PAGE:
I will also visit these pastors in their churches once a month to sit in and be a part of their services. We really hope to be more than a bible college, but to be pastor's college, to invest in these pastors and their families during the three years that they are involved in the college.

In addition to the teaching and mentoring, we also had a grand opening for our Pastor Resource Center. This week, students started checking out books and dvd's and cd's. It seems like the early winner was John Piper's books and MP3's and a variety of commentaries on the book of Ephesians. We will get the Logos Bible Software going in April during the Break and hopefully get the MP3 sermons up next week.

In addition to ministry at the bible college, we are planning on as a family getting involved at an orphanage weekly. I am also teaching on sunday nights to a youth group for missionary/ex-pat kids. It is "fun" for me to be back with the youth especially for this series talking about dating and relationships.

Stephanie and the Allen ladies are fitting right in. School is up and going and they are starting to get in the flow of things. They have made some friends that are nearby, including three zambians girls who live next door. During that big storm we had, I think the second night we were here, the wall fell down, literally and figuratively. Our kids have become friends with the neighbor girls and they have a blast jumping on the trampoline and playing board games. Stephanie has helped out with the choir at our church, International Baptist Church, and will probably play piano at some point at the Missionary Bible Study on Sunday nights.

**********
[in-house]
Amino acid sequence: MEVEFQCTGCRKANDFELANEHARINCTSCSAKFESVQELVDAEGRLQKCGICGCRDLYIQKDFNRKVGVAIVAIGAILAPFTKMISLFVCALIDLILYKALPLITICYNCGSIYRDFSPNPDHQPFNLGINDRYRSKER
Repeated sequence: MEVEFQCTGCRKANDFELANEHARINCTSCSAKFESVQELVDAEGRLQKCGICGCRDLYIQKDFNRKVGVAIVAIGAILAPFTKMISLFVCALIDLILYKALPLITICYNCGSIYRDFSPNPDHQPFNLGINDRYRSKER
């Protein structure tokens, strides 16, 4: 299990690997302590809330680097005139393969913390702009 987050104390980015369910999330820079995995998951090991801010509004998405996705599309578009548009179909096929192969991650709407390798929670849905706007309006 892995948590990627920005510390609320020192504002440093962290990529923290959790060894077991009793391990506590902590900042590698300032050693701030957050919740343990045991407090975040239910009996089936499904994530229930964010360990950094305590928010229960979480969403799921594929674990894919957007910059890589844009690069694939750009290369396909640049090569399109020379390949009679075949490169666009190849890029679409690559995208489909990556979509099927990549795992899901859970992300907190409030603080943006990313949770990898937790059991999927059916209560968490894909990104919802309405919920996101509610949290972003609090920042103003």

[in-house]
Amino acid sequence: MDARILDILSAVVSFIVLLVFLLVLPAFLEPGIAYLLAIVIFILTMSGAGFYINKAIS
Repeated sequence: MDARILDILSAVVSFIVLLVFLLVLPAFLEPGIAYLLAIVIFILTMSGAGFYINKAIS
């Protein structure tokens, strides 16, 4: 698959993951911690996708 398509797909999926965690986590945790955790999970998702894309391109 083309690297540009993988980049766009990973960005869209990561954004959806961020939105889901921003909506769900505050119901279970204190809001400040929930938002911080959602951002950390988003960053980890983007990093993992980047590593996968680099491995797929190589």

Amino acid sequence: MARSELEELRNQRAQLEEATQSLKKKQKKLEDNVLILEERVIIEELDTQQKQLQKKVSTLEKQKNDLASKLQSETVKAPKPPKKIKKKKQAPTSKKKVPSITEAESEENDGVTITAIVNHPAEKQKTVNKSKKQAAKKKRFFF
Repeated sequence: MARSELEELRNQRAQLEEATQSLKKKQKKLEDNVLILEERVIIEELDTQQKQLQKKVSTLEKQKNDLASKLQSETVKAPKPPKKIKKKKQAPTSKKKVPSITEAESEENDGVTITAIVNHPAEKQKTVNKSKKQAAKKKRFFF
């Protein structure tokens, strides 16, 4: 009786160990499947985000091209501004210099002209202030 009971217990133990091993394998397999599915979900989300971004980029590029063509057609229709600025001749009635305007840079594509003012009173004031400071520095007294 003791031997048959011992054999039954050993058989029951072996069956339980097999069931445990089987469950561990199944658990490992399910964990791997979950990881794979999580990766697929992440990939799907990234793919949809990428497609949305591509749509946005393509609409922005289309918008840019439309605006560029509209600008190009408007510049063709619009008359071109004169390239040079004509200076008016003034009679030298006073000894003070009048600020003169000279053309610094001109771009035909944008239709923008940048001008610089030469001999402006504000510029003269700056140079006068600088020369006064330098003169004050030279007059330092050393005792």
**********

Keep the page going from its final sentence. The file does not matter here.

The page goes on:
It truly is amazing how fast the month has gone by. But, we haven't missed home too much. Our friends from Portland, the Knifong's were here last week and some friends, the Huckaby's from Bellingham are here this week. They are both checking out ACTION Zambia with a (hopeful) intent to join our team as missionaries.

And, speaking of Bellingham, I have this little google reader thing going and I get the weather for both Bellingham and Lusaka... Just to rub it in a little bit, check this out: (I think we win!)

And, then I come to class one day, and one of my students is wearing this shirt:
What are the odds of that? A Washington State Gymnastics championship shirt in Africa? He didn't know I was from Washington. He just bought the shirt in the compound. So, I showed him where I was from, and they all thought I was a bit weird, I think, in my enthusiasm over this shirt.

And then I am in Spar, and Jason and I were browsing and I saw this bottle of wine:

So, needless to say it has not seemed like I am really that far away and yet at other times I feel like I am on a different planet. Thank you for partnering with us in your prayers and in your financial support during these crazy days. We are blessed and grateful to have such a great team supporting us.